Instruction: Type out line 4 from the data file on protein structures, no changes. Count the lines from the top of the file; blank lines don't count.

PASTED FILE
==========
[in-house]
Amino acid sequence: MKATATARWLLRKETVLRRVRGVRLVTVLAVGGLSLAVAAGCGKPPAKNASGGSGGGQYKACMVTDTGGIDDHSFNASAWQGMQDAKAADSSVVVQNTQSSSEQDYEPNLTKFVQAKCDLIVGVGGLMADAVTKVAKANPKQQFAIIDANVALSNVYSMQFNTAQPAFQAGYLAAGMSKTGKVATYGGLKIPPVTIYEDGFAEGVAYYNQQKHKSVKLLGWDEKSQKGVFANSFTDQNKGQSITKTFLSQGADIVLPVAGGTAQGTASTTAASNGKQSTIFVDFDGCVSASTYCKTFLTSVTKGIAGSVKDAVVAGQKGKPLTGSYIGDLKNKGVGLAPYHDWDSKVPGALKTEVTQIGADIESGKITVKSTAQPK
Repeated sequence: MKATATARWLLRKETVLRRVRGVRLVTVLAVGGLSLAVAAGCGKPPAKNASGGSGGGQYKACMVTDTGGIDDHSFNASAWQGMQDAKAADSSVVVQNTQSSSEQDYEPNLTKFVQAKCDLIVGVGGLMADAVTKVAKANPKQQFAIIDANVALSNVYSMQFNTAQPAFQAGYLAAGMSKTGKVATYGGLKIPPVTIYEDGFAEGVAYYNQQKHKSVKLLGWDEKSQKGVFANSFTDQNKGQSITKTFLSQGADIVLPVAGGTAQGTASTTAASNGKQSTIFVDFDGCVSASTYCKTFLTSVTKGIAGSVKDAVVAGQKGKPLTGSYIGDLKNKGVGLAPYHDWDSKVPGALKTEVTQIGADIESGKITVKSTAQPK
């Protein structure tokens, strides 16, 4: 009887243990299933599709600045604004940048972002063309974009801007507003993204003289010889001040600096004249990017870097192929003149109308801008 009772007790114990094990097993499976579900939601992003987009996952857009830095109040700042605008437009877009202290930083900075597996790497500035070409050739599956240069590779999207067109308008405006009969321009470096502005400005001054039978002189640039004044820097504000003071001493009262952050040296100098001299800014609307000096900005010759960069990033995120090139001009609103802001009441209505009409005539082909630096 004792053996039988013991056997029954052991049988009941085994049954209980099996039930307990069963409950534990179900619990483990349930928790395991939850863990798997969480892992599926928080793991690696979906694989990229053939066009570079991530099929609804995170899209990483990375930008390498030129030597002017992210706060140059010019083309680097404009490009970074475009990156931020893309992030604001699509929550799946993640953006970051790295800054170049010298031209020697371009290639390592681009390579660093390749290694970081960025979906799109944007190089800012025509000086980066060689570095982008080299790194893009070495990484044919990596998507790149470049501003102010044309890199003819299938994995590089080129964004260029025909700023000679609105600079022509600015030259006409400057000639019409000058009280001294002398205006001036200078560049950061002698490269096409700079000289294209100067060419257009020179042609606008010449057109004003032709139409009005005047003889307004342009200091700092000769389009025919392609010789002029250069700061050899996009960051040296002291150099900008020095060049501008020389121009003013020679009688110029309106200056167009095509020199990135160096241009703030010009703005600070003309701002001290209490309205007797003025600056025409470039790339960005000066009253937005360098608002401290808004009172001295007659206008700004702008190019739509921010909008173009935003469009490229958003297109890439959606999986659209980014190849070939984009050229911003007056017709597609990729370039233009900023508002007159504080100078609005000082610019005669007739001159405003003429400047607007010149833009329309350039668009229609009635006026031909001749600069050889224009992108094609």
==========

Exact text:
């Protein structure tokens, strides 16, 4: 009887243990299933599709600045604004940048972002063309974009801007507003993204003289010889001040600096004249990017870097192929003149109308801008 009772007790114990094990097993499976579900939601992003987009996952857009830095109040700042605008437009877009202290930083900075597996790497500035070409050739599956240069590779999207067109308008405006009969321009470096502005400005001054039978002189640039004044820097504000003071001493009262952050040296100098001299800014609307000096900005010759960069990033995120090139001009609103802001009441209505009409005539082909630096 004792053996039988013991056997029954052991049988009941085994049954209980099996039930307990069963409950534990179900619990483990349930928790395991939850863990798997969480892992599926928080793991690696979906694989990229053939066009570079991530099929609804995170899209990483990375930008390498030129030597002017992210706060140059010019083309680097404009490009970074475009990156931020893309992030604001699509929550799946993640953006970051790295800054170049010298031209020697371009290639390592681009390579660093390749290694970081960025979906799109944007190089800012025509000086980066060689570095982008080299790194893009070495990484044919990596998507790149470049501003102010044309890199003819299938994995590089080129964004260029025909700023000679609105600079022509600015030259006409400057000639019409000058009280001294002398205006001036200078560049950061002698490269096409700079000289294209100067060419257009020179042609606008010449057109004003032709139409009005005047003889307004342009200091700092000769389009025919392609010789002029250069700061050899996009960051040296002291150099900008020095060049501008020389121009003013020679009688110029309106200056167009095509020199990135160096241009703030010009703005600070003309701002001290209490309205007797003025600056025409470039790339960005000066009253937005360098608002401290808004009172001295007659206008700004702008190019739509921010909008173009935003469009490229958003297109890439959606999986659209980014190849070939984009050229911003007056017709597609990729370039233009900023508002007159504080100078609005000082610019005669007739001159405003003429400047607007010149833009329309350039668009229609009635006026031909001749600069050889224009992108094609």